Lengacher et al. found that prayer, massage, herbal products, and meditation were the CAM therapies rated as being the most effective in women with breast cancer (28). In our study, praying, herbal products (Mint and Garlic), multivitamins and vitamin C were the most preferable CAM.

Our study faced some limitations. A potential bias is that our patients were selected from a referral and tertiary hospital. Moreover, our sample size was too small to generalize our results to all Iranian cancer patients. Despite these limitations, the frequency of CAM usage in our study was comparable to other regional and global studies.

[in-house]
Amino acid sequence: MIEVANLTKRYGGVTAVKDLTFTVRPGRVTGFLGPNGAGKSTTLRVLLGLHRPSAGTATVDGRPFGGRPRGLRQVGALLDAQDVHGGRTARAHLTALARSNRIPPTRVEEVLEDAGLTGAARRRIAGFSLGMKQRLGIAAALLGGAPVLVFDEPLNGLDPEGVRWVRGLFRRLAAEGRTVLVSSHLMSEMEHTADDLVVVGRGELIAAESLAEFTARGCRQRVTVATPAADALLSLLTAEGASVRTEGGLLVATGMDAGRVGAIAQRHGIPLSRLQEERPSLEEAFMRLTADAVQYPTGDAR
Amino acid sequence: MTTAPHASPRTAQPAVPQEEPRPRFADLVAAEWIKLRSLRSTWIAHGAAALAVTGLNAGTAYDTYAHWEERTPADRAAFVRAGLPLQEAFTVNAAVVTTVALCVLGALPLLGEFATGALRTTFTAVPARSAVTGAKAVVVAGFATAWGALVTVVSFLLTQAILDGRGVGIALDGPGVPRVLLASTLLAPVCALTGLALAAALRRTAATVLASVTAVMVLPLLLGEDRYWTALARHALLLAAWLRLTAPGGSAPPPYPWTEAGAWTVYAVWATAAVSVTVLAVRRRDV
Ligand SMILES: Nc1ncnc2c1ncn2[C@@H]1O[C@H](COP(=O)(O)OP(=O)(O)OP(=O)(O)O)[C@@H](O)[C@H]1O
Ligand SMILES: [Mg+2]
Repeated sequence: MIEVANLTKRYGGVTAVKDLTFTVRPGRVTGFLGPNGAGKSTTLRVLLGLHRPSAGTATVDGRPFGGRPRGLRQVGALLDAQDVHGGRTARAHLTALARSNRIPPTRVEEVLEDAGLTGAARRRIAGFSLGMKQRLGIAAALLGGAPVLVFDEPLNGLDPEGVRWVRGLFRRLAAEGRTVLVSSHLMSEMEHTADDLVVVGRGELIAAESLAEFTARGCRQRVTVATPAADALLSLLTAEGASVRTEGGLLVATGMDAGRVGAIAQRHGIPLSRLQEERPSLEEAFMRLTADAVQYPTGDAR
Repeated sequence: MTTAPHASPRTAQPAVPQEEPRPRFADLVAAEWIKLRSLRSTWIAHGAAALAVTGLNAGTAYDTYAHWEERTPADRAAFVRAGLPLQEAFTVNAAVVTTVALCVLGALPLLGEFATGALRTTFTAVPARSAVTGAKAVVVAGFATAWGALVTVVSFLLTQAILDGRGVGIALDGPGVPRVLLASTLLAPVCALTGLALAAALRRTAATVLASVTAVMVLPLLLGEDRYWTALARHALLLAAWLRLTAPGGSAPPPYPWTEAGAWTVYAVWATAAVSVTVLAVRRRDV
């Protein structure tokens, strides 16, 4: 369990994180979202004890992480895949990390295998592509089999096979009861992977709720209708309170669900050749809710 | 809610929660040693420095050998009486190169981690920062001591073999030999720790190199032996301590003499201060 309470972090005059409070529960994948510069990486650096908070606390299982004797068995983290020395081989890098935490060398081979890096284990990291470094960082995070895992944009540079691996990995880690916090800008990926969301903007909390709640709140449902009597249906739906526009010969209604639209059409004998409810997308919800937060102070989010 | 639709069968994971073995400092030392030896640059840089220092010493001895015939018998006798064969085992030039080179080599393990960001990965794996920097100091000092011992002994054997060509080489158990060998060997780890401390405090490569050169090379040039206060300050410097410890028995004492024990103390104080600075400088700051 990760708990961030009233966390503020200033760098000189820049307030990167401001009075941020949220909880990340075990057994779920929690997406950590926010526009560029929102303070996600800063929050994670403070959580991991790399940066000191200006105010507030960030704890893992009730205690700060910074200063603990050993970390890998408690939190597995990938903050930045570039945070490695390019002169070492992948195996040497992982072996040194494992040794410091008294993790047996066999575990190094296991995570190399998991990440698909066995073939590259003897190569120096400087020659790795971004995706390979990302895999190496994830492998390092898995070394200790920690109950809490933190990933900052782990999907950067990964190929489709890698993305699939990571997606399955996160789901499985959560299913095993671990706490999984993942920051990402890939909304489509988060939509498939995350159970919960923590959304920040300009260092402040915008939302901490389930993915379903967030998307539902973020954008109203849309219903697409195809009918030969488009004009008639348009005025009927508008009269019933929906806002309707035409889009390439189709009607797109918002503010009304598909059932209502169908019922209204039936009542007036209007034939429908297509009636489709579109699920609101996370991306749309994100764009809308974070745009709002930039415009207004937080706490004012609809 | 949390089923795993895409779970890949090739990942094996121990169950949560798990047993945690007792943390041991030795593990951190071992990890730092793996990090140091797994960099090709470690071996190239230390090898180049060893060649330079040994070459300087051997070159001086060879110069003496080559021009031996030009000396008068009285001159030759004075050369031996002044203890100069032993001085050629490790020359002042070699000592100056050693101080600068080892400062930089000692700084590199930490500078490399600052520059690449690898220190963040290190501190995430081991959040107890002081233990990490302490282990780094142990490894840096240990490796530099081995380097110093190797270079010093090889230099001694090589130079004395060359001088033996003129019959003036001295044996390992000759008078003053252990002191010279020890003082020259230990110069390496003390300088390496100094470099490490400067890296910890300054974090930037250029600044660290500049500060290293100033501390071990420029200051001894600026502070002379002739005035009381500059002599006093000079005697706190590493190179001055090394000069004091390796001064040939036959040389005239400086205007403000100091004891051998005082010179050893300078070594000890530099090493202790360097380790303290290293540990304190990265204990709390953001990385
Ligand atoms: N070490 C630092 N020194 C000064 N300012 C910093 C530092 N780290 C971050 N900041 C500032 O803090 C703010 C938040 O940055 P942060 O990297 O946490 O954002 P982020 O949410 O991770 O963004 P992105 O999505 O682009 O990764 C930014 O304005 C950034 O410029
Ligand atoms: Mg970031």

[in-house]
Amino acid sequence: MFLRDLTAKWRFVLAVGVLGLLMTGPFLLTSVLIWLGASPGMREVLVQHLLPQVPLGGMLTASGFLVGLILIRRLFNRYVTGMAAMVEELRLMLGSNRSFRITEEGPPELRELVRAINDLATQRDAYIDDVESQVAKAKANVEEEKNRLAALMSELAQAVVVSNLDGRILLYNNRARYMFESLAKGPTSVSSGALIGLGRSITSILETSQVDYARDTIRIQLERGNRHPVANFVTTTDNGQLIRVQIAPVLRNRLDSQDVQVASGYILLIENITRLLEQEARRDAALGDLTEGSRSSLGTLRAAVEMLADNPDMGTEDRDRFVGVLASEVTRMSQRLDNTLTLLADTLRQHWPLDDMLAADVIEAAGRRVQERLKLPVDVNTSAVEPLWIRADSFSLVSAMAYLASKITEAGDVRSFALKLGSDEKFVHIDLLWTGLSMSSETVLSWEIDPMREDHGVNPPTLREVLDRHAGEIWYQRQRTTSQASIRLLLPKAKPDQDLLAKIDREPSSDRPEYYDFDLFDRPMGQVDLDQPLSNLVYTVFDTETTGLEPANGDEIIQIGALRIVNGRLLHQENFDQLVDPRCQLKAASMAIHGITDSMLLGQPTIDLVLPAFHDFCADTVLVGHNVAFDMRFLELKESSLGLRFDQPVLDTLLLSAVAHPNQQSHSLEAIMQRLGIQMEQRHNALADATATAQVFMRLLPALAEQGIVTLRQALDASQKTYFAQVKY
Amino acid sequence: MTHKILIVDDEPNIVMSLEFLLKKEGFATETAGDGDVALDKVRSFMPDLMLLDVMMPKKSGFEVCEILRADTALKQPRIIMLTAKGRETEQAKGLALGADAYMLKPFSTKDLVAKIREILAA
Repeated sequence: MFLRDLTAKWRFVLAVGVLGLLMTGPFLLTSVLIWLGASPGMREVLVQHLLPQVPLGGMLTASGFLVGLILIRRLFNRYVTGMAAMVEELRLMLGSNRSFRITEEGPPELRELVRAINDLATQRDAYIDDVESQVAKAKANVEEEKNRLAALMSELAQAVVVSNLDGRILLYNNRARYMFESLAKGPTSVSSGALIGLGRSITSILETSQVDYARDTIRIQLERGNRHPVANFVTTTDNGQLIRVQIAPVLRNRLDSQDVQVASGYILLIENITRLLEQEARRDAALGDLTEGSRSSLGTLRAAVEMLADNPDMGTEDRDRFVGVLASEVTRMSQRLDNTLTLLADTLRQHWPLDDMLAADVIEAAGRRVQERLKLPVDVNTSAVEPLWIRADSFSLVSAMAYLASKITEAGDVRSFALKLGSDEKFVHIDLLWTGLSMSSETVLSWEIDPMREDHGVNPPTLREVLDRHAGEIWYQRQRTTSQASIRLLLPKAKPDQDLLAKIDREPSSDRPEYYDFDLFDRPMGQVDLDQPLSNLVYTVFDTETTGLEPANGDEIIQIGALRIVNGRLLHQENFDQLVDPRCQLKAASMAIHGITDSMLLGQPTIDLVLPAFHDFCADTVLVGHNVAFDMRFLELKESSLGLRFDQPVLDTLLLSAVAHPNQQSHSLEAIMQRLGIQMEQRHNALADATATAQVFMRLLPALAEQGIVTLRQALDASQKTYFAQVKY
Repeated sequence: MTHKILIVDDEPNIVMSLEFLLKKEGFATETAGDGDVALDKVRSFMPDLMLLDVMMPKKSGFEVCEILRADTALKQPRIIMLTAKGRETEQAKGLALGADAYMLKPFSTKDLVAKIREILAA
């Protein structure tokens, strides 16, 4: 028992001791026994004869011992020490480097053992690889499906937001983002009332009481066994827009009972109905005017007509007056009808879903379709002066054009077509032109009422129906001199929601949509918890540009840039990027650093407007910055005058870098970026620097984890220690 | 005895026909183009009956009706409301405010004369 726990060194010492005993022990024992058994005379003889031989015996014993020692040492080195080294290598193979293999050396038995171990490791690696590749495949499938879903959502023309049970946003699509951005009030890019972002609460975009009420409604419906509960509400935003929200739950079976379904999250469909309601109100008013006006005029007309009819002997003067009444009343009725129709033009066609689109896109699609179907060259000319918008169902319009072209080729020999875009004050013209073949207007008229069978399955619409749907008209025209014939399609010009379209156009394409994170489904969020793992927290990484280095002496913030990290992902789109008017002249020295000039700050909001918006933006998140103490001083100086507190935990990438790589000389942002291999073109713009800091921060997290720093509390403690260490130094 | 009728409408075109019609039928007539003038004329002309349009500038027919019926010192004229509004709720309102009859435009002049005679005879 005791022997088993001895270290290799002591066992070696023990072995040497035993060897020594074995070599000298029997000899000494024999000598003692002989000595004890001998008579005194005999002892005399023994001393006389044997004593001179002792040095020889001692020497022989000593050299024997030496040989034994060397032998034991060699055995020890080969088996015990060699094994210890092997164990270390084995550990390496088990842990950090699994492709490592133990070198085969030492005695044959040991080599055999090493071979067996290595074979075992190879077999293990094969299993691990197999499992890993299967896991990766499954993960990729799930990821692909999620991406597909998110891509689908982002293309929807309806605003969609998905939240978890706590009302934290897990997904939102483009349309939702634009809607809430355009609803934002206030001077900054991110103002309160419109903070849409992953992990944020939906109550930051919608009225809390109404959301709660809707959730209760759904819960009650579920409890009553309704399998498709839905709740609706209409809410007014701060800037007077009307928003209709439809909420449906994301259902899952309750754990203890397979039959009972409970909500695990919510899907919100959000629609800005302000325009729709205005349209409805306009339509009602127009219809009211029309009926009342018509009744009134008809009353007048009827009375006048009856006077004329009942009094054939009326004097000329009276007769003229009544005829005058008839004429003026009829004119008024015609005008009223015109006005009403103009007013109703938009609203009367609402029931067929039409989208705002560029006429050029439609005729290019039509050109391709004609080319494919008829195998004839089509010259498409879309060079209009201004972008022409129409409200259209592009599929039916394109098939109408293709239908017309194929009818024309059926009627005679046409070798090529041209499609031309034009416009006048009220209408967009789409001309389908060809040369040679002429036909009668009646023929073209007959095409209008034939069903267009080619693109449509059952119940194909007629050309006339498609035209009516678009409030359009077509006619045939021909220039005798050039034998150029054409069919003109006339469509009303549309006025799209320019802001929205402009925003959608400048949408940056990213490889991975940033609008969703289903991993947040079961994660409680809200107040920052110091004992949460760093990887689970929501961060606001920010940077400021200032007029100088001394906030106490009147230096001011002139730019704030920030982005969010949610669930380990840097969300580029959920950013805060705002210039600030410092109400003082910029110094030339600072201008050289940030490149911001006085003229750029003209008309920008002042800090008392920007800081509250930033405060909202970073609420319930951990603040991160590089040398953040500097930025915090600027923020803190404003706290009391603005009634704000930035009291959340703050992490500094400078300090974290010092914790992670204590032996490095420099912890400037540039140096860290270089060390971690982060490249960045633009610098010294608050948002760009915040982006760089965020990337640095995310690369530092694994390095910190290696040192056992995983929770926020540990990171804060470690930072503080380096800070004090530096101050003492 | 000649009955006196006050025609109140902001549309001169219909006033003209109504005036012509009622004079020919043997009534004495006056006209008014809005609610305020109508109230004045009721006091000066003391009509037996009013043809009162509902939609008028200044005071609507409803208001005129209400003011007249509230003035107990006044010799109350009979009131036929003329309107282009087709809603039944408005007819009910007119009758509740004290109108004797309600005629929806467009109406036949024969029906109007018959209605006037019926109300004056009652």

In conclusion, we determined the most frequent types of CAM in Iranian patients with cancer as well as reasons behind this use, satisfaction and information about complementary and alternative therapy. Based on our results CAM is increasingly being used in cancer patients. Due to potential side effects and interactions these products may have with the mainstream treatments, it is crucial for oncologists to be aware of CAM use among their patients. Since the patients mostly trust their physicians, it is a good opportunity to guide and encourage them to use appropriate CAM while monitoring the expected adverse reactions.

Acknowledgements

Footnotes